Public speaking presents itself as a necessity in so many different contexts – the classroom, at work, and even informal settings. Glossophobia, the fear of public speaking, is far more common than you’d think; in fact, only 10% of the population actually enjoys public speaking, according to Forbes. The rest of us are either genuinely terrified at the thought of public speaking or show some symptoms of anxiety. I never considered myself as someone who was afraid of public speaking but I certainly didn’t revel in it, so I did a few things to enhance my skillset in that area.
Take a public speaking course
One piece of advice I was given by friends and other acquaintances who went to college was to take a public speaking course as soon as I could, so I took the chance when I saw it (UConn offers this class as COMM 1100: Principles of Public Speaking). From what I read about COMM 1100 online, it had all of the elements that I would need – a smaller classroom setting with three large presentations (or, speeches) and a lecture to every week to give me a foundation to inform my speeches further.
Practice by yourself AND with a trusted friend
I had to practice regularly, as my performance on these speeches and presentations was quite literally my grade, so I spent a lot of time in front of my mirror. Once I felt more confident, I asked my best friend to listen to me practice too, which helped. She was the only one I felt could listen to me, make me feel proud of what I had accomplished, and also give me constructive feedback; she was also in the class with me, so she caught some of the things I was doing wrong that she knew would take away from my performance.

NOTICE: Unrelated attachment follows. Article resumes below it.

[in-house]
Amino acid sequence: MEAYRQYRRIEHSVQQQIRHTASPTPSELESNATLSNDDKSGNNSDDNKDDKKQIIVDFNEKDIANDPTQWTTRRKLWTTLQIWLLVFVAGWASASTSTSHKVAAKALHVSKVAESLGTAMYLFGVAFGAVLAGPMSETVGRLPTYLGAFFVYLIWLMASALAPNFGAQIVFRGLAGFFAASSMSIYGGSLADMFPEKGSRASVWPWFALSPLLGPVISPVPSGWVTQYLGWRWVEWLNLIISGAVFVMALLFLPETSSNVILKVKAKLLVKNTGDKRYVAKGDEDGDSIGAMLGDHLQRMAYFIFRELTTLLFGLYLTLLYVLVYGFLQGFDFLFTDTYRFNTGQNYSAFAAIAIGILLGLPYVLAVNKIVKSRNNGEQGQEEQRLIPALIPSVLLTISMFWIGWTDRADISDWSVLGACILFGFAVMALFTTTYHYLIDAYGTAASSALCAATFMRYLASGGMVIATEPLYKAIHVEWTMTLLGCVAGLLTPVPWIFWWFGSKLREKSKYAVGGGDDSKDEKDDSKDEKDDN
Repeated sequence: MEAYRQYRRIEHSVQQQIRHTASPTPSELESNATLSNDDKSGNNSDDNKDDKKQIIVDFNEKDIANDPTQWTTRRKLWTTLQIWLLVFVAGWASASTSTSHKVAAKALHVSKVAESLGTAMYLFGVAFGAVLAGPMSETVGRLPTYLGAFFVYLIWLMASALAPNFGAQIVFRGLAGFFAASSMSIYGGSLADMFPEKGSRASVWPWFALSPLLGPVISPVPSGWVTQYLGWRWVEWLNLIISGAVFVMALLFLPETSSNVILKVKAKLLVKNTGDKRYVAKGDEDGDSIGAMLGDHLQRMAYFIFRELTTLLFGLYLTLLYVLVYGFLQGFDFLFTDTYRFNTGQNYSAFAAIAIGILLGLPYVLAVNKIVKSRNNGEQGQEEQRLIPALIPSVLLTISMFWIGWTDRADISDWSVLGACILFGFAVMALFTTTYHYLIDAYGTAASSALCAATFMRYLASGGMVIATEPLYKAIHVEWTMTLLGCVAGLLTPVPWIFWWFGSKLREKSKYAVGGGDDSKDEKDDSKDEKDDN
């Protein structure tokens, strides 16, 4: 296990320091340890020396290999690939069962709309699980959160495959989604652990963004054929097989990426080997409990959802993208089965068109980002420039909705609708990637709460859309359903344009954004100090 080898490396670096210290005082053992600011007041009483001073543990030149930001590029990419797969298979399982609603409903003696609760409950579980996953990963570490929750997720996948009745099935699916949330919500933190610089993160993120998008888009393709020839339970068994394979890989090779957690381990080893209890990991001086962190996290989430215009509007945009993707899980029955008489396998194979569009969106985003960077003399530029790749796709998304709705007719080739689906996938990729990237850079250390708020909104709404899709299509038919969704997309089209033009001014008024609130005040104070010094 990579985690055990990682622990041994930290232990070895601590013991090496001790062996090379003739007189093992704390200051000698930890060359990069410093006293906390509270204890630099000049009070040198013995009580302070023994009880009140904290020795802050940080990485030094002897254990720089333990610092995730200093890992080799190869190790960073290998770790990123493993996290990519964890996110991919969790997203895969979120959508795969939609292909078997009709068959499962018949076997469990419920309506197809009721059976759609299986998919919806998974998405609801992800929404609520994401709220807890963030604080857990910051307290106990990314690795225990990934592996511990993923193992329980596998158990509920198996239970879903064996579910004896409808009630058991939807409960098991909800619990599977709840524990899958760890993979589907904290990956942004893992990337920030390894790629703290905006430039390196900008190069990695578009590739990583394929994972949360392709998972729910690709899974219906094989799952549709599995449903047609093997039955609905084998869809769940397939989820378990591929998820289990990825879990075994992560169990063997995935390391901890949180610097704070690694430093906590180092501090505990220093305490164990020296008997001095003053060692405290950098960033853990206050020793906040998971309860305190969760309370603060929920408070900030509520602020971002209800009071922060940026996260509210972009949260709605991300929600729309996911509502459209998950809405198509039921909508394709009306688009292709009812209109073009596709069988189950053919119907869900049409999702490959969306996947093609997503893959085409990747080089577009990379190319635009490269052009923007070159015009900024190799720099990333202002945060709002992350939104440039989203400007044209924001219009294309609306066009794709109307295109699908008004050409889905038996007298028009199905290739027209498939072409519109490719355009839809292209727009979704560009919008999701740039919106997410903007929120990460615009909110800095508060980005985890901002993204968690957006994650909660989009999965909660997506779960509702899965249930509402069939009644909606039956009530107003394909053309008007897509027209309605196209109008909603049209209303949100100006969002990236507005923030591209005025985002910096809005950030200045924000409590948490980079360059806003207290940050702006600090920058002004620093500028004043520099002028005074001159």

Develop and apply your skills in other courses
As soon as I started thinking more critically about the public speaking I was doing in class, I realized that I could take what I was learning and put it to use in my other courses. My group work and presentations steadily improved, along with my in-class discussion participation.
Putting it to work
My current role at the UConn Center for Career Development requires a lot of public speaking. My fellow Career Interns and I frequently facilitate group workshops, give individual resume critiques and classroom presentations, and we lead other events that often involve speaking in front of large audiences. Being able to develop that skill set regularly has revolutionized how I see public speaking, and has made me infinitely more comfortable approaching events and other programming that involve public speaking.
Presenting yourself in front of an audience, no matter the size, can be nerve-wracking – embrace that, it’s completely normal! However, you can empower yourself with the knowledge that there are ways to manage it on your own and resources that exist to support you.